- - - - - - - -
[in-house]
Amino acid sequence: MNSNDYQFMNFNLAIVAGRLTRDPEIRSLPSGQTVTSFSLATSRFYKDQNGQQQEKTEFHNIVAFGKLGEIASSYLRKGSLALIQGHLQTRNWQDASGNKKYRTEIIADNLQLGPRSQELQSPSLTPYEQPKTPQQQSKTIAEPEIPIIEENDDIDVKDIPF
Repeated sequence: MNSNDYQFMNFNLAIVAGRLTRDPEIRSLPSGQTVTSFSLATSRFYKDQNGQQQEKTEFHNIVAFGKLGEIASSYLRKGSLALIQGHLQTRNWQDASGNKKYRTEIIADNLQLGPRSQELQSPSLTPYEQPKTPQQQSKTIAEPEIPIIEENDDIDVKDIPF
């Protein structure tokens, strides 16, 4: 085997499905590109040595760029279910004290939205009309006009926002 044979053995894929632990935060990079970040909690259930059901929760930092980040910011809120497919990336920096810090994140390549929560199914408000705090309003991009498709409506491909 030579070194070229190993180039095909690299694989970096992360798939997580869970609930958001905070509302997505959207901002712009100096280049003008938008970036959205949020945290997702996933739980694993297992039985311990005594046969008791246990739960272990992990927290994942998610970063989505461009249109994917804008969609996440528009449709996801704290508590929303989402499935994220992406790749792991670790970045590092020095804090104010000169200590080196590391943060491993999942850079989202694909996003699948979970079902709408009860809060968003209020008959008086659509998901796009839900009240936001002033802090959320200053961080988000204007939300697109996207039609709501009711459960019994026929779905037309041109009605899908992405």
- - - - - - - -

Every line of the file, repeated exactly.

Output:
[in-house]
Amino acid sequence: MNSNDYQFMNFNLAIVAGRLTRDPEIRSLPSGQTVTSFSLATSRFYKDQNGQQQEKTEFHNIVAFGKLGEIASSYLRKGSLALIQGHLQTRNWQDASGNKKYRTEIIADNLQLGPRSQELQSPSLTPYEQPKTPQQQSKTIAEPEIPIIEENDDIDVKDIPF
Repeated sequence: MNSNDYQFMNFNLAIVAGRLTRDPEIRSLPSGQTVTSFSLATSRFYKDQNGQQQEKTEFHNIVAFGKLGEIASSYLRKGSLALIQGHLQTRNWQDASGNKKYRTEIIADNLQLGPRSQELQSPSLTPYEQPKTPQQQSKTIAEPEIPIIEENDDIDVKDIPF
């Protein structure tokens, strides 16, 4: 085997499905590109040595760029279910004290939205009309006009926002 044979053995894929632990935060990079970040909690259930059901929760930092980040910011809120497919990336920096810090994140390549929560199914408000705090309003991009498709409506491909 030579070194070229190993180039095909690299694989970096992360798939997580869970609930958001905070509302997505959207901002712009100096280049003008938008970036959205949020945290997702996933739980694993297992039985311990005594046969008791246990739960272990992990927290994942998610970063989505461009249109994917804008969609996440528009449709996801704290508590929303989402499935994220992406790749792991670790970045590092020095804090104010000169200590080196590391943060491993999942850079989202694909996003699948979970079902709408009860809060968003209020008959008086659509998901796009839900009240936001002033802090959320200053961080988000204007939300697109996207039609709501009711459960019994026929779905037309041109009605899908992405």